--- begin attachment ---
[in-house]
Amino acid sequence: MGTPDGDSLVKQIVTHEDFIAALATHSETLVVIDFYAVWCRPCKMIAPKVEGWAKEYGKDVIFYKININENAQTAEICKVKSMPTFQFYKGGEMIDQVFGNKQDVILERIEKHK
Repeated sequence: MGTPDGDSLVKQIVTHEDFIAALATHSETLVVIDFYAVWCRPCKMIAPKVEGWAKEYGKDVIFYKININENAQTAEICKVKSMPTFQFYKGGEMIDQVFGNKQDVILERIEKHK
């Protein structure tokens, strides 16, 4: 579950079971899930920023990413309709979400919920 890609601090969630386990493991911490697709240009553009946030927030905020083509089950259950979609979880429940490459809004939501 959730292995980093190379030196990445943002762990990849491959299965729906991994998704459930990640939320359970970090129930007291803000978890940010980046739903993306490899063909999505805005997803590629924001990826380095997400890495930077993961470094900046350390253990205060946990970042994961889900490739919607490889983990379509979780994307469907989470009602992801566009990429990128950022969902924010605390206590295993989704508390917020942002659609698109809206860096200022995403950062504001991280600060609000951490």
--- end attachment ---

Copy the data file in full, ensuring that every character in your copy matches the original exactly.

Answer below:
[in-house]
Amino acid sequence: MGTPDGDSLVKQIVTHEDFIAALATHSETLVVIDFYAVWCRPCKMIAPKVEGWAKEYGKDVIFYKININENAQTAEICKVKSMPTFQFYKGGEMIDQVFGNKQDVILERIEKHK
Repeated sequence: MGTPDGDSLVKQIVTHEDFIAALATHSETLVVIDFYAVWCRPCKMIAPKVEGWAKEYGKDVIFYKININENAQTAEICKVKSMPTFQFYKGGEMIDQVFGNKQDVILERIEKHK
């Protein structure tokens, strides 16, 4: 579950079971899930920023990413309709979400919920 890609601090969630386990493991911490697709240009553009946030927030905020083509089950259950979609979880429940490459809004939501 959730292995980093190379030196990445943002762990990849491959299965729906991994998704459930990640939320359970970090129930007291803000978890940010980046739903993306490899063909999505805005997803590629924001990826380095997400890495930077993961470094900046350390253990205060946990970042994961889900490739919607490889983990379509979780994307469907989470009602992801566009990429990128950022969902924010605390206590295993989704508390917020942002659609698109809206860096200022995403950062504001991280600060609000951490």